Healthy.io has developed a simple at-home test kit to increase adherence to regular chronic kidney disease screening.
Thirty-seven million people in the US are living with chronic kidney disease (CKD), and the cost to the healthcare system annually is about $120 billion. The early stages of CKD are often asymptomatic, which is why regular monitoring is so important. Treating the condition early on offers patients the best chance to slow down or prevent disease progression.
Adherence to an annual urine kidney test for those who have kidney disease is low, with 60% of people missing this test. To make monitoring a more comfortable process, Healthy.io developed an at-home urine test. It has increased test adherence in untested populations to 72% when trialled in Yorkshire, England.
The test kit is delivered to the patient’s home; all they need is a smartphone. The patient is provided with a dipstick for the urine sample. This changes colour depending on the amount of protein detected. The level of protein in the urine is a marker of how well the kidneys are functioning. The user places the dipstick inside the provided colour board and takes a picture with their smartphone. Healthy.io analyses the image and immediately generates the results for a doctor to review – They are directly imported into the electronic health record. Early detection of worsening chronic kidney disease is key to lowering healthcare costs and improving patient outcomes.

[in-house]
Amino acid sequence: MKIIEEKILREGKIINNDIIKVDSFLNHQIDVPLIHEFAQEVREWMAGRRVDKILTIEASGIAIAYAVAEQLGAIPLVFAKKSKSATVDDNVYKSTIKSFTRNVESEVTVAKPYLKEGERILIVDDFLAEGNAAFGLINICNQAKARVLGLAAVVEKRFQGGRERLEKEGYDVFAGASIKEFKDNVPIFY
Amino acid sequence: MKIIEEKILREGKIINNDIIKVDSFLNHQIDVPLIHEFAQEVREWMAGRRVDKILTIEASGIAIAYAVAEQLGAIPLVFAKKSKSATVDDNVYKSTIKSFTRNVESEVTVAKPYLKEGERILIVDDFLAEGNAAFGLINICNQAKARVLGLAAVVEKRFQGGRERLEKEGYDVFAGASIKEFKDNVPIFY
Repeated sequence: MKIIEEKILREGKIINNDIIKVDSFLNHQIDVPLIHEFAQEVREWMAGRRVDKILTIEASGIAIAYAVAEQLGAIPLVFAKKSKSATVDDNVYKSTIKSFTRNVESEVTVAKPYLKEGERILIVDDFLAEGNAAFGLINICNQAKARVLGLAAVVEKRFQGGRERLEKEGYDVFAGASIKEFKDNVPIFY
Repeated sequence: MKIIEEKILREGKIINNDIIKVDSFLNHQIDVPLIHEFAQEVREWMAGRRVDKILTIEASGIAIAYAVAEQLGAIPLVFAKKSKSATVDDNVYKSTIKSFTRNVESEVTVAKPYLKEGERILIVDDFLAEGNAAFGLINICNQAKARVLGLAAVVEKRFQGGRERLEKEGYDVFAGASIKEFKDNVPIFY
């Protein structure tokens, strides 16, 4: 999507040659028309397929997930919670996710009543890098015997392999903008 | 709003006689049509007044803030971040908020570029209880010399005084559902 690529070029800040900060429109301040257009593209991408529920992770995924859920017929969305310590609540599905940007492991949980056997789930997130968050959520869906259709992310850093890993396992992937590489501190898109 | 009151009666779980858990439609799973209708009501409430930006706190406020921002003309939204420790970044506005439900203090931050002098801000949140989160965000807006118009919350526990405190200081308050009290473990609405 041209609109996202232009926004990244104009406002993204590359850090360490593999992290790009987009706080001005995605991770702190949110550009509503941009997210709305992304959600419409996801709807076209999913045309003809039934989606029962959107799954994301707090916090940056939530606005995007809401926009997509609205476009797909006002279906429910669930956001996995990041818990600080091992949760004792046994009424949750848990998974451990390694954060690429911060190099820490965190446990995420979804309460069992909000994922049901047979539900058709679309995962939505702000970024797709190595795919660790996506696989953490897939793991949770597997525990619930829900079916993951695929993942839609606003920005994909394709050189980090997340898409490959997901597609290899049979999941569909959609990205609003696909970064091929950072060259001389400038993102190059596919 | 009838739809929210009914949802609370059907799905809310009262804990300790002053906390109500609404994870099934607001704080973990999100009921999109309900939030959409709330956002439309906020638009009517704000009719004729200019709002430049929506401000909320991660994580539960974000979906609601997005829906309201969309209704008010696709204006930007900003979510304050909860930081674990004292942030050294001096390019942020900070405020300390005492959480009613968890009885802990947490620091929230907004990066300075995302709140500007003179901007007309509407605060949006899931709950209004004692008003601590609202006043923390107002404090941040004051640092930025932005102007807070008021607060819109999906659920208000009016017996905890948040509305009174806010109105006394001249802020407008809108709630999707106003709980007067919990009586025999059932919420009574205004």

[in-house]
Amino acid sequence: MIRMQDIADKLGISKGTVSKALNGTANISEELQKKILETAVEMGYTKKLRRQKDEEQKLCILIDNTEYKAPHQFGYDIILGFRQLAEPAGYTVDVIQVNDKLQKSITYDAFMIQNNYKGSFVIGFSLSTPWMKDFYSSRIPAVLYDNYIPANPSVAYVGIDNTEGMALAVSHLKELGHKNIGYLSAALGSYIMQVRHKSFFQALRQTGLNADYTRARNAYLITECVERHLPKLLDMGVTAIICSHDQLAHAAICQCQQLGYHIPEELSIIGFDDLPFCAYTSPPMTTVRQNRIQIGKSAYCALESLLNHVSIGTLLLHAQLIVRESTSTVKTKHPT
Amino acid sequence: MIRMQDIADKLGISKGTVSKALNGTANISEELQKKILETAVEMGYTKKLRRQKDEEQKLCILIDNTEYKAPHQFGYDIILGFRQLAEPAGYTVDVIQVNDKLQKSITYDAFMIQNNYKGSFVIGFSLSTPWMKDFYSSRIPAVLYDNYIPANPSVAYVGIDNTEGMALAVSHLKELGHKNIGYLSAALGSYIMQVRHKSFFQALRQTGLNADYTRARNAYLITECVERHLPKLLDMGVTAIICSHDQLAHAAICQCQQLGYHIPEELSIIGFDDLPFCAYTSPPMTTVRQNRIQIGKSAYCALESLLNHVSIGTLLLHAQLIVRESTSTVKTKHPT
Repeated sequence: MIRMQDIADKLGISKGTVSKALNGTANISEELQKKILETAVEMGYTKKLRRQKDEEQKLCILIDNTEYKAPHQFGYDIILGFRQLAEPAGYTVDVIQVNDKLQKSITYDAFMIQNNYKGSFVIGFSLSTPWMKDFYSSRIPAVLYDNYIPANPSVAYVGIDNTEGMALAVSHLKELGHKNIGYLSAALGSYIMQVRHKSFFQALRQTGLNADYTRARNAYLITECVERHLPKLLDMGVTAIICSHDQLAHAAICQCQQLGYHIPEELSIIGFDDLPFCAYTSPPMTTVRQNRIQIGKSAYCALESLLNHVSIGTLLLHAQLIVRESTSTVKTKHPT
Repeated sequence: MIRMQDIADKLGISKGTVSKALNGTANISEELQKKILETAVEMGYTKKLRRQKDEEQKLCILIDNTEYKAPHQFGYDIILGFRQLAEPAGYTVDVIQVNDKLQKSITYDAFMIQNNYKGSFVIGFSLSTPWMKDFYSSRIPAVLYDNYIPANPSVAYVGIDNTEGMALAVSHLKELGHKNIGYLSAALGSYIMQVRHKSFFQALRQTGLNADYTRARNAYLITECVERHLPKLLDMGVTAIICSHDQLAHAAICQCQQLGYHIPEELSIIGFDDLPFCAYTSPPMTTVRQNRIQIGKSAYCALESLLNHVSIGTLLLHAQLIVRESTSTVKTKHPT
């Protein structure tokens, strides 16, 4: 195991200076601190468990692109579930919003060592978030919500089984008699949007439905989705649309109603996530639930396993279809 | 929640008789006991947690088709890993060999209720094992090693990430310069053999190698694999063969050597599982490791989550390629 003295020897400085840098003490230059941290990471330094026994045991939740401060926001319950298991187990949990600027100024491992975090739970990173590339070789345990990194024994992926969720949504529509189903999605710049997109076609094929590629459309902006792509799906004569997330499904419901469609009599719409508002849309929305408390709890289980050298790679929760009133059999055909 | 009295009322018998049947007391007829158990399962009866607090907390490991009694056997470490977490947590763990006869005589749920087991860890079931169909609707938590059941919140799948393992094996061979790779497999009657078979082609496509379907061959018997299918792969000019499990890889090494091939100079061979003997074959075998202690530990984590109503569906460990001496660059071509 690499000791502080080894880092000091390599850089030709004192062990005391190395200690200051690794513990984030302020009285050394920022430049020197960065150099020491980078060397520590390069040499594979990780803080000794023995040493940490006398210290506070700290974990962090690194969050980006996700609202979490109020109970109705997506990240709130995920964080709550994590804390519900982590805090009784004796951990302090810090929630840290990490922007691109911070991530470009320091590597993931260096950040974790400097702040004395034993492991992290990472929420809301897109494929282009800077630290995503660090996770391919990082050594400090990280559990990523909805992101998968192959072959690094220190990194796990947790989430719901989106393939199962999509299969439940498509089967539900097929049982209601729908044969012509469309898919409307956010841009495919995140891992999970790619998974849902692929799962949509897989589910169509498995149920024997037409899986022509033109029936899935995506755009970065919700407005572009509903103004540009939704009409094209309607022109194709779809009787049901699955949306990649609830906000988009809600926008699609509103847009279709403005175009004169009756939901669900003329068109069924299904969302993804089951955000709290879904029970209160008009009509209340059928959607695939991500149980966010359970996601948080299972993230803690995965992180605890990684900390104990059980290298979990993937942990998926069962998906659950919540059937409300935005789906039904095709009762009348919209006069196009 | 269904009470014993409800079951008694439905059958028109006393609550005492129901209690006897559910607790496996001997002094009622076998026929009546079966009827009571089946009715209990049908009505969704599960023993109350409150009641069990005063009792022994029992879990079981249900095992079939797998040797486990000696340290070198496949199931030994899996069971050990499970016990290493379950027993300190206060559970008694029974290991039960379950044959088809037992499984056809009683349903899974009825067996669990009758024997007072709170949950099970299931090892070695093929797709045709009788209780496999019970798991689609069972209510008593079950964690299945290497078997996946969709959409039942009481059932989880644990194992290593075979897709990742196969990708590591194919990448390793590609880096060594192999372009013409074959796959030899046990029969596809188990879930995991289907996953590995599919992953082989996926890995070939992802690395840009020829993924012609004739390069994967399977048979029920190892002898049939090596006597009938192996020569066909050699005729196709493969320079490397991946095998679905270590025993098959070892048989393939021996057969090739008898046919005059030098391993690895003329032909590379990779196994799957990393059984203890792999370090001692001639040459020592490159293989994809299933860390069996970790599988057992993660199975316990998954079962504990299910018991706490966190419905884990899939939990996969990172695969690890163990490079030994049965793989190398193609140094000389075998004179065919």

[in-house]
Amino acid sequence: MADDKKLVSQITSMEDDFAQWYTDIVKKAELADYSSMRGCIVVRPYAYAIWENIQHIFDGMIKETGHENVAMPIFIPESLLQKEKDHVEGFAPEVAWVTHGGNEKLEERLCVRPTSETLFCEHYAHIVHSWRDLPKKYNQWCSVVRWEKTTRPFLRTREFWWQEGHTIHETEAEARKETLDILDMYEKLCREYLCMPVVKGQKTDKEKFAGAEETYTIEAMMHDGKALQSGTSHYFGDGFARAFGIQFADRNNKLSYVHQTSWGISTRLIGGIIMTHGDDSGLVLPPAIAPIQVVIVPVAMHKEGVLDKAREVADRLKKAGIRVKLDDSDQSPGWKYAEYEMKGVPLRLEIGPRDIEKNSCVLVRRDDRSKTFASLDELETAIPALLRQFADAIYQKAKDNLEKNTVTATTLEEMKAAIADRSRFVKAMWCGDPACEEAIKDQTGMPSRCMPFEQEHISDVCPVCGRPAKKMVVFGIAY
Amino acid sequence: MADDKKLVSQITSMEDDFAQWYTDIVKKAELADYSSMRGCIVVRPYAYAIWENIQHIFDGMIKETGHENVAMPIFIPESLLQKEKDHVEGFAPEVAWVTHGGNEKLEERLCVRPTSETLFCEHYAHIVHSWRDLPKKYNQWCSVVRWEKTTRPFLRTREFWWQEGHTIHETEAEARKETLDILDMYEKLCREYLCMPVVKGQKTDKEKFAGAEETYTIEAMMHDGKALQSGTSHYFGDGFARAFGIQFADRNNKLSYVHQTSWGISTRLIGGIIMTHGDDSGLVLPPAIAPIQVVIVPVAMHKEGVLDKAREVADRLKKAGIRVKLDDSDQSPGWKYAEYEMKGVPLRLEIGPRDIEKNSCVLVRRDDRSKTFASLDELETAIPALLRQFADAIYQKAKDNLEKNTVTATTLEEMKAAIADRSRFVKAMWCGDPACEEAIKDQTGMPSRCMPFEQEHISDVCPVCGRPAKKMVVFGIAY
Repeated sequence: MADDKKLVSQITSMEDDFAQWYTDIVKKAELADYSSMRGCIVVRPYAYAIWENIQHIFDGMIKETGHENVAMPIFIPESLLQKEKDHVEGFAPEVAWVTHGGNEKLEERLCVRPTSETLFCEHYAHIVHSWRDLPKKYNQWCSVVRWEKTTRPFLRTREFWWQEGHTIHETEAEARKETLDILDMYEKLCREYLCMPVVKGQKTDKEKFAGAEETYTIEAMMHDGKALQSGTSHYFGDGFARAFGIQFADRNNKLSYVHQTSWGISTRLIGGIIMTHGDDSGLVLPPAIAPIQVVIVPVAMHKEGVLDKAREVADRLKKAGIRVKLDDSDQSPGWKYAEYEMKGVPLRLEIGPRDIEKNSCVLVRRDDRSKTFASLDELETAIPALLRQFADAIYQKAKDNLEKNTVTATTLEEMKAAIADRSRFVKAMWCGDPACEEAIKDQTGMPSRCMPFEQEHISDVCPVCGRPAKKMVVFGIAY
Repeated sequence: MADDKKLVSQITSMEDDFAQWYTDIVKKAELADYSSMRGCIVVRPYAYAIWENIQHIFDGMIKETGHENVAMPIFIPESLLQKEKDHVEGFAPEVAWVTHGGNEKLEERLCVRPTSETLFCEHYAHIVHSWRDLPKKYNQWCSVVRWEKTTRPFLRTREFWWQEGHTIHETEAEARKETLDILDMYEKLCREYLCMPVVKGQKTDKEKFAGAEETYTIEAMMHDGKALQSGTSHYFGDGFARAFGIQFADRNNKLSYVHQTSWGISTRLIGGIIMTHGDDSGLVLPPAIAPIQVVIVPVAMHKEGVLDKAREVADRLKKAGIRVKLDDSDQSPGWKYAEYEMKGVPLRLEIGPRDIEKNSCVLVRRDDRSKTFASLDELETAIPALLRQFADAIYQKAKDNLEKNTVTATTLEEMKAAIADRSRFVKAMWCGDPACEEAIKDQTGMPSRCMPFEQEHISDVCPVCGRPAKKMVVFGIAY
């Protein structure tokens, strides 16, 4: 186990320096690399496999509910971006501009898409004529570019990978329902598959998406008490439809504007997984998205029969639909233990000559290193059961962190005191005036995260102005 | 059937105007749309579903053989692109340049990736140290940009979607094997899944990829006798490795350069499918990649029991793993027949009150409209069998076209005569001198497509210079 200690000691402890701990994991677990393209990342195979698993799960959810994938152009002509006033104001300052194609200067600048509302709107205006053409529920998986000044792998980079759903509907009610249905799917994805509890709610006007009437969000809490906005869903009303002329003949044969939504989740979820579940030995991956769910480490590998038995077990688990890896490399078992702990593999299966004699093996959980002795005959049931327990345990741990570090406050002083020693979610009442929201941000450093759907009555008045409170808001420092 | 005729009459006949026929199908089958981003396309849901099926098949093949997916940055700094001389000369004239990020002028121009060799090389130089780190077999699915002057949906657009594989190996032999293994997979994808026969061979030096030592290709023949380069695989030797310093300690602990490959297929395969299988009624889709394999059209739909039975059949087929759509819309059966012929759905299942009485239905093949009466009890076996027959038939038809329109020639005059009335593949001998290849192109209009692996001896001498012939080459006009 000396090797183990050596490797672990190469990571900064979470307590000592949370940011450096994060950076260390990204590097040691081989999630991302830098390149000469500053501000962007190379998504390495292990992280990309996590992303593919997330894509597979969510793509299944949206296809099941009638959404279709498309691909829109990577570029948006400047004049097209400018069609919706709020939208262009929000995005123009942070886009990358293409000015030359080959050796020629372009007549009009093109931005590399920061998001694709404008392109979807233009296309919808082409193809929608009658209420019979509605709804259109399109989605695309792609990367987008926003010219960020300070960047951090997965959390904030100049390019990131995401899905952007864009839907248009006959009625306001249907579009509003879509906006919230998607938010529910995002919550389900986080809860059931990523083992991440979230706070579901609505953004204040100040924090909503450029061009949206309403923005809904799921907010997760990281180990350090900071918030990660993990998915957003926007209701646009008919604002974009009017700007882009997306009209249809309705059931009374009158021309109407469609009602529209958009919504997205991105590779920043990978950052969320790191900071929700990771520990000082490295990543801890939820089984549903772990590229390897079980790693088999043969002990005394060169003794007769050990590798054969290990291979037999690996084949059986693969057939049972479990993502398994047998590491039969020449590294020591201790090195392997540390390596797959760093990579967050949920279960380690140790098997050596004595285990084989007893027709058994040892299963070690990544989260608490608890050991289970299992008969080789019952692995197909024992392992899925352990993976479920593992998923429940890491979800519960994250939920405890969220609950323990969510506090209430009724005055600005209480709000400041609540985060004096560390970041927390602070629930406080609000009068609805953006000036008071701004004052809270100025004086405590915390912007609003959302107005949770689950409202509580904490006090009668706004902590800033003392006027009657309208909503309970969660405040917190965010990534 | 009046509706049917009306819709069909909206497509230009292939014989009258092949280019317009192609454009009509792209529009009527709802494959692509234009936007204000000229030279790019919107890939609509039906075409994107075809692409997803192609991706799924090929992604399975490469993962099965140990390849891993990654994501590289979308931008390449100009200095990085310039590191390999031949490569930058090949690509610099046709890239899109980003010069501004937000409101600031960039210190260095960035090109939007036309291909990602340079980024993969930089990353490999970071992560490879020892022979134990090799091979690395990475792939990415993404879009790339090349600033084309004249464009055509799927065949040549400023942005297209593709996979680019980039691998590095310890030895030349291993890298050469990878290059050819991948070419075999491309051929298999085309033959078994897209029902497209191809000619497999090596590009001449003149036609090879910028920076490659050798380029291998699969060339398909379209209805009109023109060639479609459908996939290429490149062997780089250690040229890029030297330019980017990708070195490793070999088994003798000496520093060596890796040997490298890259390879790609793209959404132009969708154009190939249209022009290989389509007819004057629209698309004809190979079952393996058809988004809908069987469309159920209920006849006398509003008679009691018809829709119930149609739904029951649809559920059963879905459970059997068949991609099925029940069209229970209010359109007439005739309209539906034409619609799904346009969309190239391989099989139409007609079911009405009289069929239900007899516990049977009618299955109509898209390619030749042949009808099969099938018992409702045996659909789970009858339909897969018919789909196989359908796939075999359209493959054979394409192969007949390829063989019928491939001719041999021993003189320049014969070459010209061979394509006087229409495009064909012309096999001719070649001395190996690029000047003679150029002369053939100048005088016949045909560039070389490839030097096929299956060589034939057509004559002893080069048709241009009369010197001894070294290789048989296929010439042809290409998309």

“Annual urine tests for chronic kidney disease and diabetes are a key part of what we do in primary care. It’s important to catch any change in kidney function early so we can monitor more closely if we need too or consider medication. While many people have these tests when they come for their annual checks, at-home kits are likely to be increasingly popular as care moves to telemedical approaches and at-home to improve access and convenience. It would be interesting to see how such a test compares in terms of accuracy to traditional lab testing of urine micro-protein levels. What else can we innovate to start doing accurately at home?” – Dr Vinay Shankar